Right of Way: Race, Class, and the Silent Epidemic of Pedestrian Deaths in America

Right of Way: Race, Class, and the Silent Epidemic of Pedestrian Deaths in America

Right of Way: Race, Class, and the Silent Epidemic of Pedestrian Deaths in America

Right of Way: Race, Class, and the Silent Epidemic of Pedestrian Deaths in America


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The face of the pedestrian safety crisis looks a lot like Ignacio Duarte-Rodriguez. The 77-year old grandfather was struck in a hit-and-run crash while trying to cross a high-speed, six-lane road without crosswalks near his son’s home in Phoenix, Arizona. He was one of the more than 6,000 people killed while walking in America in 2018. In the last ten years, there has been a 50 percent increase in pedestrian deaths.

The tragedy of traffic violence has barely registered with the media and wider culture. Disproportionately the victims are like Duarte-Rodriguez—immigrants, the poor, and people of color. They have largely been blamed and forgotten.

In Right of Way, journalist Angie Schmitt shows us that deaths like Duarte-Rodriguez’s are not unavoidable “accidents.” They don’t happen because of jaywalking or distracted walking. They are predictable, occurring in stark geographic patterns that tell a story about systemic inequality. These deaths are the forgotten faces of an increasingly urgent public-health crisis that we have the tools, but not the will, to solve. 

Schmitt examines the possible causes of the increase in pedestrian deaths as well as programs and movements that are beginning to respond to the epidemic. Her investigation unveils why pedestrians are dying—and she demands action.  Right of Way is a call to reframe the problem, acknowledge the role of racism and classism in the public response to these deaths, and energize advocacy around road safety. Ultimately, Schmitt argues that we need improvements in infrastructure and changes to policy to save lives.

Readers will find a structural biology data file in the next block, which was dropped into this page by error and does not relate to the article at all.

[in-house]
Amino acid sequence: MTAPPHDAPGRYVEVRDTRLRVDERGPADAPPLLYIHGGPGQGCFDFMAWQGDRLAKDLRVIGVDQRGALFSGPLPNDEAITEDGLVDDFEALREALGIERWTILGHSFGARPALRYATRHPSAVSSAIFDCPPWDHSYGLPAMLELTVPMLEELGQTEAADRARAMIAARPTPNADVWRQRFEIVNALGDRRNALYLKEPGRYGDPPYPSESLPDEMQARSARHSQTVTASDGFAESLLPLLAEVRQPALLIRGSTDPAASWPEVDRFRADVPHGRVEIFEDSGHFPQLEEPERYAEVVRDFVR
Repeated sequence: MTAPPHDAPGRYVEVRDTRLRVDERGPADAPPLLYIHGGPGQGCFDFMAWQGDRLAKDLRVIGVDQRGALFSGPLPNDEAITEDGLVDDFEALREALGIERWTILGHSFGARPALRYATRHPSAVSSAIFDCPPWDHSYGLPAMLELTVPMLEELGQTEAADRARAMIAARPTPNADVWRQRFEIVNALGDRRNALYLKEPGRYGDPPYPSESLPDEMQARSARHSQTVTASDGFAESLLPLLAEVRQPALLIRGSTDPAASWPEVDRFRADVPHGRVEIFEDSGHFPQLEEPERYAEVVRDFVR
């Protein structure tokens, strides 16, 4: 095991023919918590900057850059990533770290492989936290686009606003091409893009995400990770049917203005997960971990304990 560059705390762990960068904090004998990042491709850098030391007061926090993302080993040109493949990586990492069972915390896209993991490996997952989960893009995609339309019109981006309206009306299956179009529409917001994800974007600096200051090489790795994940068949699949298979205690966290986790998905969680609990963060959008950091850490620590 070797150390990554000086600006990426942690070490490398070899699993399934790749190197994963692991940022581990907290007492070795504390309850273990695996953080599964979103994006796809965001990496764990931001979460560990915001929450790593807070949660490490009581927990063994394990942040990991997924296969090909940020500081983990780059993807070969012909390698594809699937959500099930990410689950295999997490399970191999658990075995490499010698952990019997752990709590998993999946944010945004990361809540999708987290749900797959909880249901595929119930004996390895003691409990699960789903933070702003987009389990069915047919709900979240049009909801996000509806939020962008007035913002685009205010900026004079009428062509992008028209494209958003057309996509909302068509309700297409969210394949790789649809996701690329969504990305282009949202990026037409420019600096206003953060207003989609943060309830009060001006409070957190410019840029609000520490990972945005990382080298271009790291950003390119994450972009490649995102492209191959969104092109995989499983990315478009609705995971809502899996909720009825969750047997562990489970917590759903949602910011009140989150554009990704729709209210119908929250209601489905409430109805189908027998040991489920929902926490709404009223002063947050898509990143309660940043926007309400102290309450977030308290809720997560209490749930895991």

Right of Way unveils a crisis that is rooted in both inequality and the undeterred reign of the automobile in our cities. It challenges us to imagine and demand safer and more equitable cities, where no one is expendable.

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Product Details

ISBN-13: 9781642830835
Publisher: Island Press
Publication date: 08/27/2020
Pages: 248
Sales rank: 189,118
Product dimensions: 6.00(w) x 8.90(h) x 0.60(d)

About the Author

Angie Schmitt is one of the country's best known writers and experts on the topic of sustainable transportation. She was the long-time national editor at Streetsblog. Her writing and commentary have appeared in the New York Times, The Atlantic, and National Public Radio. She is the founder and principal at 3MPH Planning and Consulting, a small firm focused on pedestrian safety. She lives in Cleveland with her husband and two children.

Table of Contents

Author's Note xi

Foreword Charles T. Brown xiii

Introduction: Outline of an Epidemic 1

Chapter 1 The Geography of Risk 17

Chapter 2 The Profile of a Victim 33

Chapter 3 Blaming the Victim 47

Chapter 4 The Criminalization of Walking 63

Chapter 5 Killer Cars 77

Chapter 6 The Ideology of Flow 99

Chapter 7 A Hard Right Turn 115

Chapter 8 Pedestrian Safety on the Technological Frontier 125

Chapter 9 The International Context 141

Chapter 10 Families for Safe Streets 157

Conclusion 173

Acknowledgments 181

Notes 183

About the Author 229

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